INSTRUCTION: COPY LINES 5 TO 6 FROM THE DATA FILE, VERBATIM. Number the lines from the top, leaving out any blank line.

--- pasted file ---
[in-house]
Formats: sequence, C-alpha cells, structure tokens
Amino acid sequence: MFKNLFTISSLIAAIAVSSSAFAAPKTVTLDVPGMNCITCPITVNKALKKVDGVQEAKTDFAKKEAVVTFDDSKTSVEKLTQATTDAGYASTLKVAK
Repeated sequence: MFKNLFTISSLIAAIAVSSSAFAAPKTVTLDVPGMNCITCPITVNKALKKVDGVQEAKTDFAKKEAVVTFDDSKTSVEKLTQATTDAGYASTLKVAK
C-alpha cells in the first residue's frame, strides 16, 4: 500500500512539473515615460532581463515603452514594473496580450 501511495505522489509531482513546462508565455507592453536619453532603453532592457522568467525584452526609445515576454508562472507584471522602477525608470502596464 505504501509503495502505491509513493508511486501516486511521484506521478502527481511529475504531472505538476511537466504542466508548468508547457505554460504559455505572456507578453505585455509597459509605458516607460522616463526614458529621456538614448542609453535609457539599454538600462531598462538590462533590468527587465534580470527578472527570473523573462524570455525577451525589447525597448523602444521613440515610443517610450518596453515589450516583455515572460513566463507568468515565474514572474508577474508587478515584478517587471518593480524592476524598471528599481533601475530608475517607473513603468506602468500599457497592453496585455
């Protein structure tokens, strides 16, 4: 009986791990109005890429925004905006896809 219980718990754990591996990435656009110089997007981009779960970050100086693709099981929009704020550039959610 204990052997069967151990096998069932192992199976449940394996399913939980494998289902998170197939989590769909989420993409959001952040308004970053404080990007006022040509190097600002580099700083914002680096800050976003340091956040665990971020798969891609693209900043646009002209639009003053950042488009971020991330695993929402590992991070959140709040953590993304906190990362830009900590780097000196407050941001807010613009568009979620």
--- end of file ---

C-alpha cells in the first residue's frame, strides 16, 4: 500500500512539473515615460532581463515603452514594473496580450 501511495505522489509531482513546462508565455507592453536619453532603453532592457522568467525584452526609445515576454508562472507584471522602477525608470502596464 505504501509503495502505491509513493508511486501516486511521484506521478502527481511529475504531472505538476511537466504542466508548468508547457505554460504559455505572456507578453505585455509597459509605458516607460522616463526614458529621456538614448542609453535609457539599454538600462531598462538590462533590468527587465534580470527578472527570473523573462524570455525577451525589447525597448523602444521613440515610443517610450518596453515589450516583455515572460513566463507568468515565474514572474508577474508587478515584478517587471518593480524592476524598471528599481533601475530608475517607473513603468506602468500599457497592453496585455
């Protein structure tokens, strides 16, 4: 009986791990109005890429925004905006896809 219980718990754990591996990435656009110089997007981009779960970050100086693709099981929009704020550039959610 204990052997069967151990096998069932192992199976449940394996399913939980494998289902998170197939989590769909989420993409959001952040308004970053404080990007006022040509190097600002580099700083914002680096800050976003340091956040665990971020798969891609693209900043646009002209639009003053950042488009971020991330695993929402590992991070959140709040953590993304906190990362830009900590780097000196407050941001807010613009568009979620």